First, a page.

Anyway, here's my method. It keeps the numbers smaller--if you reduce mod 7 aggressively never more than 12--at the cost of slightly more branches in the logic.

Let the last two digits of the year be T and U, so Y = 10 T + U.

  N = 2 x T
  if odd(T): N += 3
  N += U
  if odd(T):
    N += (U+2)//4
    N += U//4
That if...else is taking into account the number of leap years that have occurred in the current decade (not including the year T0). When doing mental calculation, it is probably easier just to remember that if T is odd, at 1 if U >= 2 and add another 1 if U >= 6, and if T is even same except at 4 and 8.

Here are examples, using some years from the link, with parenthetical explanations for some of the numbers:

2018: T=1, U=8. 2x1(T) + 3(T is odd) + 8(U) + 2(U>=2,6) = 1 mod 7.

1929: T=2, U=9. 2x2(T) + 9(U) + 2(U>=4,8) = 1 mod 7.

1999: T=9, U=9. 2x2(T%7) + 3(T is odd) + 2(U%7) + 2(U>=2,6) = 4 mod 7. Note that I reduced U and T mod 7 inline when using them. You can do this as long as when checking odd/even you use the original T, and when adding in the leap year correction you use the original U. E.g., for 99, you could compute it like it was 22, except you have to add the 3 for odd T, and use 9 for the U>=2,6 check.

1982: T=8, U=2. 2x1(T%7) + 2(U) = 4 mod 7.

1969: T=6, U=9. 2x(-1)(T%7) + 2(U%7) + 2(U>=4,8) = 2 mod 7.

Some might find changing the leap year handling to this a little easier instead of just remembering the 2,6 or 4,8 +1 points. Change the if...else to this:

  N += U//4
  if odd(T) and N%4 >= 2: N += 1
E.g., compute the leap year adjustment with U//4 regardless of whether T is odd or even, and if U is in {2, 3, 6, 7} and T is odd, add one more.

[1] https://en.wikipedia.org/wiki/Doomsday_rule#The_%22odd_+_11%...

Bonus: here's how to compute the day of the year from month/day. First I'll show how independent of the Doomsday stuff, and then show how you can use the Doomsday month number stuff to reduce memorization for the day of year stuff.

The basic idea is to compute the year day for the "0th" day of the month, then add the day of the month. For example, today, October 13th is the 286th day of the year, because October 0th is the 273rd day of the day, so 13 days past that is the 286th.

The simplest way, short of memorizing the 0th day of each month directly (or the 1st day...if you are going to take this approach might as well do the 1st, not the 0th), is to memorize how far off the actual 0th day is from what the 0th would be if all months were exactly 30 days.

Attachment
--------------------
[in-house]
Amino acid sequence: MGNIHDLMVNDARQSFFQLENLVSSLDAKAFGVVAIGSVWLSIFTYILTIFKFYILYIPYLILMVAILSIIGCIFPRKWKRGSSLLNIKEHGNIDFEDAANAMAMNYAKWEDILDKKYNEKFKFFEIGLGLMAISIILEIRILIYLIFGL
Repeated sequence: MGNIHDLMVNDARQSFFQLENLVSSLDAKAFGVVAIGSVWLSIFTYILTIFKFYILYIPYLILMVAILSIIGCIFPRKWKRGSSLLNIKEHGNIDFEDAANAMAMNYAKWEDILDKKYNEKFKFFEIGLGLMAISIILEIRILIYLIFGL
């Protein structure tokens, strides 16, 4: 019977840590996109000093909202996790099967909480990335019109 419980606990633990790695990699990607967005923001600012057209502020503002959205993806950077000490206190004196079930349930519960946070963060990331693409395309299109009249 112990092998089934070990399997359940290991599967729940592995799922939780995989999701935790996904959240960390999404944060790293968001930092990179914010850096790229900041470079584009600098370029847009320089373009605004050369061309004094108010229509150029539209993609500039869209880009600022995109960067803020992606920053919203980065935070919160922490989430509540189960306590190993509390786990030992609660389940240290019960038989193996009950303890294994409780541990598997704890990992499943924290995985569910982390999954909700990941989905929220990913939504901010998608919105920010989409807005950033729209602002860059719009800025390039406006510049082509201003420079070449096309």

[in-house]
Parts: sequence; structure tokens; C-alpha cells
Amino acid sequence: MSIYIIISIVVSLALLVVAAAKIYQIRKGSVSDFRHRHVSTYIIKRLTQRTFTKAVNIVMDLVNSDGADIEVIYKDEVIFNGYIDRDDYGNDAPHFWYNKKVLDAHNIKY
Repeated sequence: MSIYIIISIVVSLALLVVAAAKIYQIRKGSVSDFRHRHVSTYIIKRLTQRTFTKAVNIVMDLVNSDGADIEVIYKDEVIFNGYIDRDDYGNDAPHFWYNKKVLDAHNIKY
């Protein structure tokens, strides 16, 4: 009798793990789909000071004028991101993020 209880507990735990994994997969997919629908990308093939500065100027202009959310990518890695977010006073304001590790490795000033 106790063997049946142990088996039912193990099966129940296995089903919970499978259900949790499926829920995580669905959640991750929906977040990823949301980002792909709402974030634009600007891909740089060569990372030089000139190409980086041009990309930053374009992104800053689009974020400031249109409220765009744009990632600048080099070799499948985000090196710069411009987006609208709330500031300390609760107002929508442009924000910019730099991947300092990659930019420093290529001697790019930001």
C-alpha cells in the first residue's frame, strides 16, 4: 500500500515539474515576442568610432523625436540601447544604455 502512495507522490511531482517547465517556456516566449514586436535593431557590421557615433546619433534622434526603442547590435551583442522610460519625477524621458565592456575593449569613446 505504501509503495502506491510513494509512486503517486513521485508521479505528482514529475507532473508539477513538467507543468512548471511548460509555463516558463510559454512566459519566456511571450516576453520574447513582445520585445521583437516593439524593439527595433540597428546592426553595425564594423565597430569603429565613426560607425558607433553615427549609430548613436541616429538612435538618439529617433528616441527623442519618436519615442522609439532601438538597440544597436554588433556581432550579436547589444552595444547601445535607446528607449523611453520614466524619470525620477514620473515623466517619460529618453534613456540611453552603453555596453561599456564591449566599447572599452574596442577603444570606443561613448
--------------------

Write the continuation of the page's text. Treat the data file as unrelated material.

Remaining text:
Those differences are, for the 12 months:

  0, -1, 1, 0, 0, 1, 1, 2, 2, 3, 4, 4
If F[m] refers to the the m'th entry in that list, 1 <= m <= 12, then the 0th day for month m is 30(m-1) + F[m]. E.g., for October, m = 10, so 30x(10-1) + F[10] = 30x9+3 = 273.

If it is a leap year, add one more day for dates after February 29.

The F table has enough structure that it is not unreasonable to just memorize it.

For m >= 4, F[m] = (6x(m-4))//10. If you round toward -∞ instead of 0 when dividing, that works for m >= 3. It's probably harder to remember this than to just remember the table.

Let M[m] = the month factor from the Doomsday algorithm:

  3, 0, 0, 4, 9, 6, 11, 8, 5, 10, 7, 12
Then F[m] = -(M[m] + 2 x m + 2) mod 7. Just remember that -1 <= F[m] <= 4, so you can pick the right range when reducing mod 7.

For example, let's do July 20th, 1969, the day of the first Moon landing. July is the 7th month, and the month factor for that in the Doomsday algorithm is 11, so we have F[7] = -(11 + 2x7 + 2) = 1 mod 7, so F[m] = 1, and July 0th is 30x(7-1)+1 = 181, and so July 20th is the 201st day of the year.

BTW, if you find F[] easier to memorize than M[], you reverse the formula given above for computing F from M, to go the other way.

M[m] = -(F[m] + 2 x m + 2) mod 7.

While I'm here, one more Doomsday observation.

If a given year, Y, has year number N, then the next year with the same year number is:

• Y+6 if Y%4 == 0 or 1

• Y+11 if Y%4 == 2

• Y+5 if Y%4 == 3

(but only if that does not cross a century boundary).

The day of weeks within a century go on a 28 year cycle. Within any 28 consecutive years in a century, each of the 7 possible year number values occurs 4 times, once on a year with Y%4 == 0, once on a Y%4 == 1 year, and so on.

If you start with Y%4 == 0 year, the gaps between consecutive years with the same year number are 6, 11, 6, 5, which brings you back to the Y%4 == 0 year for the next 28 year cycle. You visit the years in the order 0, 2, 1, 3 mod 4 stepping this way.

If you memorize this pattern, it is easier to answer questions about when years or dates with specific properties happen. For example, let's say you want to know when there will next be a Friday the 13th in October.

Assuming that there will be another one this century, so using the century factor of 2 (for 20xx), you can work out that in this century Friday October 13 occurs when the year number is 0. Such a year was 2000, and 00 is a Y%4 == 0 year, so Friday October 13th occurs in 2000, 2000+6=2006, 2006+11=2017, 2017+6=2023, and then 2023+5 brings is to the 2028, the next 28 year cycle. So the next Friday October 13 is 2023.

BTW, the first Y in a century with year number N and with Y%4 == 0 is (3xN%7)x4.

If you don't care about starting from a Y%4 == 0 year, then it is easiest probably to just memorize the first year with year number 0, 1, 2, ..., 6 in a century:

  0, 1, 2, 3, 9, 4, 5
and then add multiples of 28 to get to where you want to be. E.g., if you were trying to find the first time your birthday falls on a Thursday after 2040, and figured out you need year number 4, that table would tell you 2009 is such a year, and the 28 year cycles would tell you 2037, 2065, and 2093 are other such years, so you'd probably go to 2037 and work forward from there. 36 is a 1%4 year, so the next with the same year number is 2043, and you are done!